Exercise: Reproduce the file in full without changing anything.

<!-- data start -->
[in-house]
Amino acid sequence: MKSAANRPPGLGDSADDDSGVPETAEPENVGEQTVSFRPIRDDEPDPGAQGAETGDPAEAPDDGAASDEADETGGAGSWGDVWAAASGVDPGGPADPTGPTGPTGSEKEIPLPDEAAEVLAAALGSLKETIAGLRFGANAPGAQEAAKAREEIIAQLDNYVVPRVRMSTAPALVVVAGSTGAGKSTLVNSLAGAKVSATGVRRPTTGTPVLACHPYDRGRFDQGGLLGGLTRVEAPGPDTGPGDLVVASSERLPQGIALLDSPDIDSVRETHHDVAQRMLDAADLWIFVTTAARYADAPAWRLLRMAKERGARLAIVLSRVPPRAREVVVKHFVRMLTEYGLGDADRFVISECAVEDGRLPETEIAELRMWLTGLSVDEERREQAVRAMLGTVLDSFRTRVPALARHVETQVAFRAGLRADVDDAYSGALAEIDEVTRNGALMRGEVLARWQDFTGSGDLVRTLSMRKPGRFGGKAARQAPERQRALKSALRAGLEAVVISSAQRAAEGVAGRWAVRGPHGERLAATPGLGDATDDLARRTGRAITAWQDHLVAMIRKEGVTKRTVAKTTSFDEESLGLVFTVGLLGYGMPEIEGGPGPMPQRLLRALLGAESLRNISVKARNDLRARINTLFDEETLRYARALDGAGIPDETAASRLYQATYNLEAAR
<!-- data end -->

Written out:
[in-house]
Amino acid sequence: MKSAANRPPGLGDSADDDSGVPETAEPENVGEQTVSFRPIRDDEPDPGAQGAETGDPAEAPDDGAASDEADETGGAGSWGDVWAAASGVDPGGPADPTGPTGPTGSEKEIPLPDEAAEVLAAALGSLKETIAGLRFGANAPGAQEAAKAREEIIAQLDNYVVPRVRMSTAPALVVVAGSTGAGKSTLVNSLAGAKVSATGVRRPTTGTPVLACHPYDRGRFDQGGLLGGLTRVEAPGPDTGPGDLVVASSERLPQGIALLDSPDIDSVRETHHDVAQRMLDAADLWIFVTTAARYADAPAWRLLRMAKERGARLAIVLSRVPPRAREVVVKHFVRMLTEYGLGDADRFVISECAVEDGRLPETEIAELRMWLTGLSVDEERREQAVRAMLGTVLDSFRTRVPALARHVETQVAFRAGLRADVDDAYSGALAEIDEVTRNGALMRGEVLARWQDFTGSGDLVRTLSMRKPGRFGGKAARQAPERQRALKSALRAGLEAVVISSAQRAAEGVAGRWAVRGPHGERLAATPGLGDATDDLARRTGRAITAWQDHLVAMIRKEGVTKRTVAKTTSFDEESLGLVFTVGLLGYGMPEIEGGPGPMPQRLLRALLGAESLRNISVKARNDLRARINTLFDEETLRYARALDGAGIPDETAASRLYQATYNLEAAR